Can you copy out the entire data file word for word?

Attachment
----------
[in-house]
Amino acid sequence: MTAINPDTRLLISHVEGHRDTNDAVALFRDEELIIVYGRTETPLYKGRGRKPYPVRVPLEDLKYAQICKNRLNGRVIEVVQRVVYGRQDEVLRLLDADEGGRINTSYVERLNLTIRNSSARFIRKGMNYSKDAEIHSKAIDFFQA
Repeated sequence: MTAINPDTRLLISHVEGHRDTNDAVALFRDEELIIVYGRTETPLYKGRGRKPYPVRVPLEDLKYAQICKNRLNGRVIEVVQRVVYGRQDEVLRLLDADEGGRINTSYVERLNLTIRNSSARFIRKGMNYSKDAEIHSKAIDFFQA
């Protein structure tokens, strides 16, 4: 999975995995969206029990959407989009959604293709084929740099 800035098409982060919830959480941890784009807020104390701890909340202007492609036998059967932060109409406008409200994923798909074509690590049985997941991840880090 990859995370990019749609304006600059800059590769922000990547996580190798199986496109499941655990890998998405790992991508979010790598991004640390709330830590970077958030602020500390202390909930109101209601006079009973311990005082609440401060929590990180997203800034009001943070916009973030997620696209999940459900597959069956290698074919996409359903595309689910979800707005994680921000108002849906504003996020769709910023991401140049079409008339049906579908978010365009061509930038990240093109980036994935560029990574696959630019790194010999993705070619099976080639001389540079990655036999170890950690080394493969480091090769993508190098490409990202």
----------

[in-house]
Amino acid sequence: MTAINPDTRLLISHVEGHRDTNDAVALFRDEELIIVYGRTETPLYKGRGRKPYPVRVPLEDLKYAQICKNRLNGRVIEVVQRVVYGRQDEVLRLLDADEGGRINTSYVERLNLTIRNSSARFIRKGMNYSKDAEIHSKAIDFFQA
Repeated sequence: MTAINPDTRLLISHVEGHRDTNDAVALFRDEELIIVYGRTETPLYKGRGRKPYPVRVPLEDLKYAQICKNRLNGRVIEVVQRVVYGRQDEVLRLLDADEGGRINTSYVERLNLTIRNSSARFIRKGMNYSKDAEIHSKAIDFFQA
């Protein structure tokens, strides 16, 4: 999975995995969206029990959407989009959604293709084929740099 800035098409982060919830959480941890784009807020104390701890909340202007492609036998059967932060109409406008409200994923798909074509690590049985997941991840880090 990859995370990019749609304006600059800059590769922000990547996580190798199986496109499941655990890998998405790992991508979010790598991004640390709330830590970077958030602020500390202390909930109101209601006079009973311990005082609440401060929590990180997203800034009001943070916009973030997620696209999940459900597959069956290698074919996409359903595309689910979800707005994680921000108002849906504003996020769709910023991401140049079409008339049906579908978010365009061509930038990240093109980036994935560029990574696959630019790194010999993705070619099976080639001389540079990655036999170890950690080394493969480091090769993508190098490409990202």